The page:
May 14, 2013
Minimize waste and save on your grocery bill
Food is a very significant part of our carbon footprint:
- it takes energy to produce; that’s especially so for meat and other animal products
- it travels long distances to get to our plate
- we often end up wasting A LOT of what we buy at the grocery store (up to one quarter of all the produce we buy, by one estimate)
In a world where we lose so many people to hunger every day, it seems obscene to waste food – so why not use leftovers to make soup? Here’s a blog with loads of ideas for soups and other yummy dishes made from leftovers. And here’s a link to Simply in Season, a favourite cookbook of the chief cook in our household; it’s loaded with recipes for healthy living and a healthy planet. So is the More With Less Cookbook.
And – here’s a simple one-pager with suggestions on how to minimize food spoilage. Happy nibbling!
April 30, 2013
The special case of e-waste
Not long after the age of computers came the age of e-waste: unneeded, broken or obsolete electronics. It’s noxious stuff, typically containing toxic materials like lead, mercury, arsenic and chromium. And we generate an awful lot of it: as much as 50 million tonnes every year, according to the UN. (In particular, the global transition to flat-screen monitors and televisions has produced a big bump in the amount of e-waste generated.)
It’s very important to keep e-waste out of our landfills where it can cause long-term contamination of the surrounding environment – so here are some options:
- Reduce, by buying less stuff and by using electronics until they wear out instead of upgrading frequently.
- Reuse, by donating your electronics for refurbishment or salvaging of useful parts; in Canada, check out Computers for Schools
- Recycle all electronics, to keep their toxins out of the environment. Click here for programs in New Brunswick; here for programs elsewhere in Canada; and here for the US.
And – you can use Greenpeace’s annual Guide to Greener Electronics to help you choose greener electronics brands.
April 16, 2013
Save money by putting foam insulation over your hot water pipes
Often our hot water taps are a long way from our hot water tanks, so we need to run the water for a while until hot water arrives. But all that cold water ahead of the hot was once hot; it was left stranded in the pipe when the hot water tap was last turned off. Parked in uninsulated pipes, hot water becomes cold very quickly, representing a loss of energy and a waste of money. (Hot water heating represents about 20% of the average home’s energy bill.)
You can conserve energy and save money by installing foam pipe insulation over the pipes that carry hot water from your hot water tank to all the places it will be used. It’s very cheap – $1 or less a meter. And it’s very simple to install – here’s a 2 minute instructional video.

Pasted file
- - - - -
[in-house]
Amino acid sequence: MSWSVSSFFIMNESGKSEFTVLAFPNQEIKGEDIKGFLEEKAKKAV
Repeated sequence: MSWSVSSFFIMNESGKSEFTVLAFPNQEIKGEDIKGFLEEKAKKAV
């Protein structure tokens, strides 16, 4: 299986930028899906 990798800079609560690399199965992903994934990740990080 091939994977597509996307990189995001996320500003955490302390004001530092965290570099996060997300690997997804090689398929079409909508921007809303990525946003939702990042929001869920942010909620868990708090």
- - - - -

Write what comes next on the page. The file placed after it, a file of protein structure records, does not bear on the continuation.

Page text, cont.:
So – insulate those hot water pipes and save!
March 19, 2013
Call those toll free numbers
Recently, the packaging of my brand of oatmeal changed: it went from a soft plastic bag with a #4 recycling symbol to a bag made from a crinkly type of material labelled with the #7 recycling symbol. Alas, #7 plastics are a catch-all class of materials that don’t fit the other categories; they are for all practical purposes unsortable and unrecyclable. Trash, hidden behind a recycling symbol. (More on that here.)
Well, like most consumer products, my oatmeal bag had a toll-free consumer hotline – so I called it and to inquire why a company would change from recyclable to a non-recyclable packaging. The person on the other end promised to forward my concern to the engineering department.
Alas, my oatmeal still comes in a #7 bag. But if enough consumers called that toll-free line to question the packaging, I know the folks in the engineering department – and the boardroom – would take note.
Gandhi said, “We must be the change we seek in the world.” Here’s a simple way you can Be The Change: if you come across packaging that is labelled as a #7 plastic or that is an unrecyclable mix of materials (there’s plenty of it out there), why not call that toll-free number and make your concerns known? Enough calls = action and positive change!
March 5, 2013
Avoid exfoliating soaps with plastic beads
Imagine designing a product which, when used exactly as directed, releases tiny bits of plastic that can wind up in the ocean and persist for ages. Crazy, right?
Crazy, but true. For years, many exfoliating soaps have been laced with plastic microbeads. They’re an abrasive, to remove dead skin particles, but they end up going down the drain. If they make their way into marine environments (and that’s often what happens), they stay – for a long, long time. Microbeads from exfoliating soap are contributing to the millions of tonnes of plastics swirling about in the world’s oceans today. But they’re about the only plastic there by design. What were they – or we – thinking?
Unilever, the maker of brands like Dove, Vaseline and Pond’s, announced in January that it would be phasing out plastic microbeads – but only completely by 2015. My quick search found no similar commitment by Procter and Gamble, maker of brands like Noxzema and Olay. So what to do right now?
- Look at the ingredients of exfoliating soaps; avoid brands that contain polyethylene, polyacrylamide or “microbeads” or “microcrystals” of unspecified content; look for natural exfoliating ingredients like ground nuts, seeds, fruit, salt and even oatmeal and cornmeal
- Choose brands that appear on this list compiled by the Environmental Health Association of Nova Scotia